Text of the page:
I spent today using way too many Ziploc bags. The last time I packed for a backcountry trip of this length, it was pre-kids. That would have been for a trip in Temagami Wilderness park in Ontario, or along the West Coast Trail on Vancouver Island, or the Bowron Lakes Canoe Circuit in north-central BC. This time, though, I'm packing food for six, not two, and the stakes are higher, because any misery or risk involves my children. Lots of Ziplocs. A really full Rubbermaid bin. Really really full.
In the bin are a lot of unmentionable chemicals which I'll mention anyway. Knorr pasta sauce, Simply Asian Teriyaki noodles and sauce, instant hot chocolate, Taco Time Fajita Seasoning, hydrogenated-oil coffee creamer (in the decaf-mocha mix), tang-like drink crystals and Quaker instant oatmeal. There's also some healthy stuff ... home-baked Canadian Trapper Bread, organic home-roasted coffee, organic dried fruit and nuts, buckwheat-and-whole-wheat pancake mix and bannock redi-mix with home-ground flour. There's a small cooler that will be coming as well, containing mostly cheese -- immense amounts of cheese!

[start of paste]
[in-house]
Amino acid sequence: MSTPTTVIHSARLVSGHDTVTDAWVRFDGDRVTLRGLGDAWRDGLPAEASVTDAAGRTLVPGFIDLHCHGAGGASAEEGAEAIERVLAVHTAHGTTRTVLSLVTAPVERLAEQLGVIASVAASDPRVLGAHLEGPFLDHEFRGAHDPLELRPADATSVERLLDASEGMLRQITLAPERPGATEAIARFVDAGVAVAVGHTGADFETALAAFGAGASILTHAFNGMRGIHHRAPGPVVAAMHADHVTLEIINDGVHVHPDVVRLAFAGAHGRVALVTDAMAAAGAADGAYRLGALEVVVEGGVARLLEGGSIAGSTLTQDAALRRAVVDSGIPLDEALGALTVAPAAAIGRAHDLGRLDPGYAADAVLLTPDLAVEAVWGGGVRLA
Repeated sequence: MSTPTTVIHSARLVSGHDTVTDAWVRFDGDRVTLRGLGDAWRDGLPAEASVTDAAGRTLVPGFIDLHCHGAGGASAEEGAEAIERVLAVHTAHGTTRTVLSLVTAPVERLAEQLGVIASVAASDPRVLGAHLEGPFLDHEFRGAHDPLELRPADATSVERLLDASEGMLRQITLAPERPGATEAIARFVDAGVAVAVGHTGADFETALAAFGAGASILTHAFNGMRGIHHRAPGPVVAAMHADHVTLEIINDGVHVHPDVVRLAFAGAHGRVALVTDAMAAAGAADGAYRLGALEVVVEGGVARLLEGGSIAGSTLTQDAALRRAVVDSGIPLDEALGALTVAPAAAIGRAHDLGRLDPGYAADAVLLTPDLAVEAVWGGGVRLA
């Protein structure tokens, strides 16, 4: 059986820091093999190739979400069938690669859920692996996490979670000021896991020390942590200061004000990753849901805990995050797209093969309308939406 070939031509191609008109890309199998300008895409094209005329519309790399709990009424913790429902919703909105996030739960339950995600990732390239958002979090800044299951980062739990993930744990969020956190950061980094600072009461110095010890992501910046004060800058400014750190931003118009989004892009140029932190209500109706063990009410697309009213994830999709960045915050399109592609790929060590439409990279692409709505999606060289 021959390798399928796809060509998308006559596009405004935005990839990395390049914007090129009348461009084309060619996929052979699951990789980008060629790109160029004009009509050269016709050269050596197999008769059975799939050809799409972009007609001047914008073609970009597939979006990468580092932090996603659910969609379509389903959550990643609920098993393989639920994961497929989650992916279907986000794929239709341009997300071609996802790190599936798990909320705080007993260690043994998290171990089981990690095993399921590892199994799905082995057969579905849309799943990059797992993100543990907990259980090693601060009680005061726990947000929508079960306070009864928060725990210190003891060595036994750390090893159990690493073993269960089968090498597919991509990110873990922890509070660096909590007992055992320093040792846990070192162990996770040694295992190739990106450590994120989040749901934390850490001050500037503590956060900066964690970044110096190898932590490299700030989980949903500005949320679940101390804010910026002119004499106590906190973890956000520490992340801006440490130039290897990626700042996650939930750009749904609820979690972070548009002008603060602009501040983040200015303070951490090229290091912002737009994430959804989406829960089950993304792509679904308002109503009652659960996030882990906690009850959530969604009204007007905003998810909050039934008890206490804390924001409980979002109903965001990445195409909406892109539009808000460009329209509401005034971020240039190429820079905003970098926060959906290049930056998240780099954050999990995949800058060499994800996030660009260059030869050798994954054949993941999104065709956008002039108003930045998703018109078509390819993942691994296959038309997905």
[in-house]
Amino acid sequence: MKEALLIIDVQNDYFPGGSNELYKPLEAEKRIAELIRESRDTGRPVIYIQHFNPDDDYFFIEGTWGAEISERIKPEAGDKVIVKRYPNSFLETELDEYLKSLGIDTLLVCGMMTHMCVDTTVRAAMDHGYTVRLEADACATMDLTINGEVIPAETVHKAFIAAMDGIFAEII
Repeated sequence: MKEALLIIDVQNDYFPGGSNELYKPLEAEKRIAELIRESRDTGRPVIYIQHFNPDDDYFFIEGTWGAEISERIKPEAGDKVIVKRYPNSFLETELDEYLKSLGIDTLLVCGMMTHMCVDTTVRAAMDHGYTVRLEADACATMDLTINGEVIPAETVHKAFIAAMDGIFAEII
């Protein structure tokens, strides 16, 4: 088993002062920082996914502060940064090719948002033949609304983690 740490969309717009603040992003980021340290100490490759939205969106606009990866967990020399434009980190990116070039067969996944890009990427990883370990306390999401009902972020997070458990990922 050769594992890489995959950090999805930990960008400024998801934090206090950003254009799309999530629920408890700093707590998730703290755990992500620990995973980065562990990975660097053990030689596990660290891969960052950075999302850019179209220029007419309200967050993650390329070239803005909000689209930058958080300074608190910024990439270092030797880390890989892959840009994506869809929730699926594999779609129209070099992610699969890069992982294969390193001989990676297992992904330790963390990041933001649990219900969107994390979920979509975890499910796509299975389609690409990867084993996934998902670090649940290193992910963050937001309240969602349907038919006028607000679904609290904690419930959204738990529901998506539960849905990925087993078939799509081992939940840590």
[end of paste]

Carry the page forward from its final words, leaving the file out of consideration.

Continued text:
The plan is to paddle the length of the lake along the western shore. If you have installed Google Earth, you can click on this bookmark and take a look at the lake we'll be travelling. The western shore is pristine wilderness, comprising the edge of Valhalla Provincial Park, a huge park of wild lakeshore, massive granite peaks, glaciers and dense old growth forest. We'll pitch our tents at various stops here and there along the shore as we progress down the lake and hopefully end up safe and sound in Slocan in a little under a week. Weather looks pretty good for this time of year -- night-time lows around 2 - 5 Celsius, daytime highs in the mid- to high-teens, a mix of sun, cloud and rain.
Yesterday Fiona knocked my beloved Nikon D70 digital SLR off the desk. While I cushioned its fall with a quick-thinking left foot, it's no longer functioning. It's two years and 5 days old, and I believe the warranty is 2 years. I am suffering immense grief, and will see what I can do to have it fixed after we return. I put the odds at 50:50 -- it is doing many things just fine (metering, focusing, flashing, opening the shutter) but won't close the shutter and process a captured image. So I'm using the old Canon PowerShot again, the one with duct tape holding it together, with a heady three quarters of a pixel resolution. It was a good camera in 1998, but that was eons ago in the digital world. The one really good thing about it, though, is that it fits in a Ziploc bag.